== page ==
Peter rowed over to the cliff every day long after the incident and he watched the shapeless material of mysterious origin take its current shape. After his death, Peter’s relatives read in his diary that he thought his brother had been devoured by unfamiliar, ancient gods, and he thought to recognise Stephen’s face in the inhumanly strange face of the rock. What is more, sometimes he thought to have heard his laughter from somewhere below the foundation of the Monument. Peter was convinced that his brother got to a good place and in some strange way this unexplainable tragedy could turn out to be a blessing one day.

We hope you liked the story. You’ll find almost 400 more similar stories in the Script Book complementing the narrative gameplay.

Dada Fisherman, Alluidh, and 27 more people like this update.

Comments

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    1. Missing avatar

      Leif Stensson
      Superbacker
      on

      Another detail: "Morblehead, a town in the vicinity of Salem". There appears to be an actual town named *Marblehead* in the vicinity of Salem. Is that just a mistake, or are you trying to anonymize the name by changing a letter? In the latter case, that feels more like comedy writing than Lovecraft.

    2. Missing avatar

      Chris Poor on

      I agree. I love love love the idea of this game, and the attempt to include Lovecraft in the game in more than just a weird monster mini way, but the writing is being sold as the core of the game, and while the ideas are good, the execution breaks the immersion. Needs to be carefully edited by a native English speaker, or these stories will be skimmed and summarized after a few games.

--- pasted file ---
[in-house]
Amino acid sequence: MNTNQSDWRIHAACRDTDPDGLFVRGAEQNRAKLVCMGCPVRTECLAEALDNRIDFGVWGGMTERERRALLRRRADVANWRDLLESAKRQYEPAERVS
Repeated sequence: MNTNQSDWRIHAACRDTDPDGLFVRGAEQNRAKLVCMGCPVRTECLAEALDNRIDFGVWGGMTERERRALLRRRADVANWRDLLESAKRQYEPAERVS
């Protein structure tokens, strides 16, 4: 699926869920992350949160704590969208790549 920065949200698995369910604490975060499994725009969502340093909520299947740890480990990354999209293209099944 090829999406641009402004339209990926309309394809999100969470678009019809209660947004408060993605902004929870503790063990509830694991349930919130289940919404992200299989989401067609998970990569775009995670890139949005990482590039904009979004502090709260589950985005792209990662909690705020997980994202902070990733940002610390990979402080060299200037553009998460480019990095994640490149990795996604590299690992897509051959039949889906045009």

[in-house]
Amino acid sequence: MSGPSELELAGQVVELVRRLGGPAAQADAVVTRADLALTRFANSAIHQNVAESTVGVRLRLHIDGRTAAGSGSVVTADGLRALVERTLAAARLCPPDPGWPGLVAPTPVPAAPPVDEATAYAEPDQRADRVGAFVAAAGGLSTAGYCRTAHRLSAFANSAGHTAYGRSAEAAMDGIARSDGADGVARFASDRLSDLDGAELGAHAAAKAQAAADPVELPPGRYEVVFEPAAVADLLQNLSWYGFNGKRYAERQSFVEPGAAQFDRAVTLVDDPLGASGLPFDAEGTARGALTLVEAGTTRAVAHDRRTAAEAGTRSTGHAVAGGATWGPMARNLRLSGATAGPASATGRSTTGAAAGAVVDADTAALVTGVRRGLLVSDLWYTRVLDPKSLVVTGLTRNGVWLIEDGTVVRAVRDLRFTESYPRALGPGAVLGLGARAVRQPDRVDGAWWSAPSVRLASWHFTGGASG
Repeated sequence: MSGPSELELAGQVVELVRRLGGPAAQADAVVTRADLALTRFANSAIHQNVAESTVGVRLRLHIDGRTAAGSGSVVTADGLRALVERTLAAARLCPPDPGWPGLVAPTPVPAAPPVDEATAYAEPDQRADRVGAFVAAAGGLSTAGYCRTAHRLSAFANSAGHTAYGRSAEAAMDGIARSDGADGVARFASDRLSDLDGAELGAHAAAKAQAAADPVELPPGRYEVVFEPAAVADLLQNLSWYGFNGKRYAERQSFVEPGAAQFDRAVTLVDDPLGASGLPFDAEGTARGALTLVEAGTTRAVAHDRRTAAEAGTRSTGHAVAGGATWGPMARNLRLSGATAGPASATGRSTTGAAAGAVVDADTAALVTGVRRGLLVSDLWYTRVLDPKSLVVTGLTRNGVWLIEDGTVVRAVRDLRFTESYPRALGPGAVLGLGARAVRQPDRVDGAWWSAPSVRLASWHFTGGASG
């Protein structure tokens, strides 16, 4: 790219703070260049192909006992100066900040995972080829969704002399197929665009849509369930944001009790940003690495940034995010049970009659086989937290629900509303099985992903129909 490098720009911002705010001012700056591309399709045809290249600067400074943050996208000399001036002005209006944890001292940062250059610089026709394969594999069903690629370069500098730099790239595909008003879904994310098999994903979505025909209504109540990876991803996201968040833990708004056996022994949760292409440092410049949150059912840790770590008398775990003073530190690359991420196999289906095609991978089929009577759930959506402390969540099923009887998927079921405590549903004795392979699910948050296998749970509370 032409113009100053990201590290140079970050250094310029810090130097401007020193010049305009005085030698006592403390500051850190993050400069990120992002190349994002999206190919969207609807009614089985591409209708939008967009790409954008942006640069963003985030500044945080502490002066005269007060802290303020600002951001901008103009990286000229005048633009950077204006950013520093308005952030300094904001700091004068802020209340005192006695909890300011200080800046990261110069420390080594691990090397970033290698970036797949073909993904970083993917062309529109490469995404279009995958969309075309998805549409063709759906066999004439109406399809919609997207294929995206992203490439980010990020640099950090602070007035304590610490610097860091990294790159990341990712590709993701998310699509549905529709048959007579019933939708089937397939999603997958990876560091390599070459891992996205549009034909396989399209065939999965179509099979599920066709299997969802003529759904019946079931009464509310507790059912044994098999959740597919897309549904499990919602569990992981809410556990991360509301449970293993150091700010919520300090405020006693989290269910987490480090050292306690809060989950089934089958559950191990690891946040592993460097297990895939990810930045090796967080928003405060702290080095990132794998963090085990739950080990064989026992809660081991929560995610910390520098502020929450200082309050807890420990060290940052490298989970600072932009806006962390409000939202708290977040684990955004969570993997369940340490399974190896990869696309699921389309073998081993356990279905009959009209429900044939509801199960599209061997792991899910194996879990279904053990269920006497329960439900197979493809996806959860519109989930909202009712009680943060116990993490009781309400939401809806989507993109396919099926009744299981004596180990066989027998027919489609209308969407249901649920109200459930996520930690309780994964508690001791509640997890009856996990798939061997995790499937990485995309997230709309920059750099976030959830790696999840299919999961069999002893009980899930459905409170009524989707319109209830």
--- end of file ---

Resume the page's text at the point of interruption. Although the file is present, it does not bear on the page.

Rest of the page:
3. Amber DuBois
      Superbacker
      on

      400 stories, similar to that? Oof.

    4. Missing avatar

      Leif Stensson
      Superbacker
      on

      Sorry to say this, but the quality of the writing isn't very good. I suppose nobody expects literary masterpieces in a game, but if you're making a special point of the fact that you include these kind of stories and use them as examples in the KS campaign, that level of writing doesn't give an especially good impression.

      As a few people have already pointed out, there are some grammar errors, but there are also numerous awkward places where the story might be trying to imitate Lovecraft's style of evoking mysterious images, but which instead just end up odd and immersion-breaking. It's also a bit disjointed, mentioning new things without explanation, and jumping abruptly between topics, despite the writing style suggesting someone (possibly an academic, going by the phrasing "*we* can rely on their word") is retelling a story they have found out about quite a while after it happened.